Somehow or another I ended up on a mailing list for an organization called S.P.O.O.M. – Society for the Preservation of Old Mills. I just received their latest posting and I see they are visiting Eden Mill on Deer Creek this weekend. Nice mill that I have written about before. (A favorite kayak spot) Back in 1933 when Baltimore City was looking for a new water source, Deer Creek was on the list of possible dam sites. If the dam was built at Rocks State Park, Eden Mill would be flooded. There were quite a few mills below that area which would have lost water power needed for the mills. One of which was Noble’s Mill, which I visited in 2012.
The Noble Mill map shows the road in front of the mill, between Deer Creek and the mill. Google Earth shows the road behind the mill.
Continuing with documenting and archiving, I found a collection of small posters concerning Public Works. I believe these were given out at the DPW Museum in Baltimore back in the 1980s during the time it was open. There are some missing and I hope to be able to find them, to complete the collection. Here are issues #1,3,4,6 and 7. #1 has some misinformation. The Roland Tower was completed in 1905 according to Annual Reports. Not sure what the word exhaneous, which is handwritten on the poster, means?
Over the years there have been many attempts at posters, exhibits, newsletters etc. I wish they would start doing more of the history in a poster like the above or a new newsletter… The City attempted to try a new format of the Annual Report, but it is inconsistent and sporadic at best.
I have just about completed scanning and documenting the 1500+ negatives I found a few weeks back (Loose Ends Never End). Only needed to scan just over 700. The others have already been documented elsewhere. I wish someone would have taken the time to at least give a descriptive label to these things, other than the date the photos were taken. From my years of research, most I can identify, others I cannot.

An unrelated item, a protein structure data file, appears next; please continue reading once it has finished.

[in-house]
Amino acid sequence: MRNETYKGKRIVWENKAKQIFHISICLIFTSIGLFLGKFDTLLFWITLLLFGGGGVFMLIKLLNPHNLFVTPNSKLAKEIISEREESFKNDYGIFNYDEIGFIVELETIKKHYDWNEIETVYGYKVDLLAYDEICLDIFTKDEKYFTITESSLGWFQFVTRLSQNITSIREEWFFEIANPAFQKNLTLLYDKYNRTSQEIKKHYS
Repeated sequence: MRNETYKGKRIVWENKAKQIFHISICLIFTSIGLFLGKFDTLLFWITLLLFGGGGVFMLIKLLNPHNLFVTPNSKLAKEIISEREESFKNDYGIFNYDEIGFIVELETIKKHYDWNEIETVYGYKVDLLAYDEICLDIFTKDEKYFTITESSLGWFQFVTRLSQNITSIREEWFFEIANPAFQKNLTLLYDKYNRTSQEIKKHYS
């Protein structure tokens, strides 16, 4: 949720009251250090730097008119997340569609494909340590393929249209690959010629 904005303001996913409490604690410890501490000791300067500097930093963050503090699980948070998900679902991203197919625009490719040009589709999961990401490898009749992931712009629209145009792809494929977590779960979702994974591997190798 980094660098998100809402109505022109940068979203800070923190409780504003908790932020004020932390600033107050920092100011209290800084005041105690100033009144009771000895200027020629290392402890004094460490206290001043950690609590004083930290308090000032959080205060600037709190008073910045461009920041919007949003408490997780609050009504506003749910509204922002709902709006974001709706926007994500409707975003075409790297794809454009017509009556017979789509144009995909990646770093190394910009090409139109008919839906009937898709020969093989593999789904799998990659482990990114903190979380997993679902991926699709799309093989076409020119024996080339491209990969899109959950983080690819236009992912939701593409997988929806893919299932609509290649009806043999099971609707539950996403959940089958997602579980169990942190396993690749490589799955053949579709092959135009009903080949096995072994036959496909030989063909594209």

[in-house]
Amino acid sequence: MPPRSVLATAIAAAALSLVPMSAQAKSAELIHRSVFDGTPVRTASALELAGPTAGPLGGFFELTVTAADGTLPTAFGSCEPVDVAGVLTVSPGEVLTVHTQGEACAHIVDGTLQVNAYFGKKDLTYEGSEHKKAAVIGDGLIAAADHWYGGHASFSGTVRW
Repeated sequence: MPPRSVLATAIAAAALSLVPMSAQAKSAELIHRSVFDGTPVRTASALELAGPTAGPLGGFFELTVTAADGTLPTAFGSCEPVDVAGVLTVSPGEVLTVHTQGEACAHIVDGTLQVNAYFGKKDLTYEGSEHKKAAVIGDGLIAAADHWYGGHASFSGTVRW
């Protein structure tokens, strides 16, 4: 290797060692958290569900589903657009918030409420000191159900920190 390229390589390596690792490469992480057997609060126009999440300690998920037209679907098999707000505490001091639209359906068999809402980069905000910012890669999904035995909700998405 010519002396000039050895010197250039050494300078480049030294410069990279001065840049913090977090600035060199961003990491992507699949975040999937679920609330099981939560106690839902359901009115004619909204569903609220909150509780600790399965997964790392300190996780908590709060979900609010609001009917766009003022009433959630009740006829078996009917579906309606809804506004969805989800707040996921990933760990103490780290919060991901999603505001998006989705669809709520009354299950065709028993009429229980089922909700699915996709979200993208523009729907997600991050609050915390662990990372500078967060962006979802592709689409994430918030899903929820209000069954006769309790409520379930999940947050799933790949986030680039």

Here are two that were in a group, although not labelled, I recognized as construction of the Susquehanna Conduit. Along with Deer Creek Pumping Station. There are quite a few negatives scattered throughout this collection, although in numerical and chronological order, that should be in other groups of photos.
It looks like a fire tower, just not sure. What my book says about fires in the watersheds:
From File Folder 1194: August 1931 letter concerning the building of a fire tower located near Loch Raven. The State Dept. of Forestry request fire towers at all watershed properties. Rost responds that they (the City) have no money to contribute to the building of these towers. 1932 fire reports: Most report that the fires were caused by smokers. Also a list of damage done: Twenty five acres burned, mostly ten inch hardwoods. 1939 letter from Towson Nurseries concerning property adjacent to the Northern Central RR at Kenilworth. They want to plow some furrows in the field to help stop any fires that may happen. Small gives them permission. January 5, 1943 report of a fire at the Gatekeeper’s house at Lake Roland. May 22, 1945 memo of a fire in the barracks immediately behind of the old gatehouse at Lake Montebello, formerly occupied by the Maryland State Guard. November 20, 1945 fire report, barn owned by City on Mittens’ farm about one mile west of Westminster Pike: On investigation of this fire learned from Paul George, age 46, overseer on Dr. Saffell’s farm, that he was husking corn, in a field near the barn, with five German prisoners. He stated that all of them ate their lunch at this barn around noon. At about 2:45pm, one of these prisoners went on top a hill, to relieve himself, when he came running back and told Mr. George that smoke was coming out of this barn. Mr. George stated that at no time was any of the prisoners in the barn or smoking near same. Dale George, son, said he saw two hunters near the barn earlier but didn’t know them. June 9, 1949 memo concerning all the fires occurring on the property between Pierce’s store and the dam. Mostly are caused by picnickers. 1956 memo concerning fire at Hampton in which fifty acres burnt. Three young boys were caught leaving the fire. Contains lengthy report. 1957 letter from Werner to a Philip Franklin who had started a fire at Loch Raven and then left the scene. Werner wants to know a good reason why he shouldn’t be prosecuted. March 1962 report of a fire north of the dam caused by fishermen.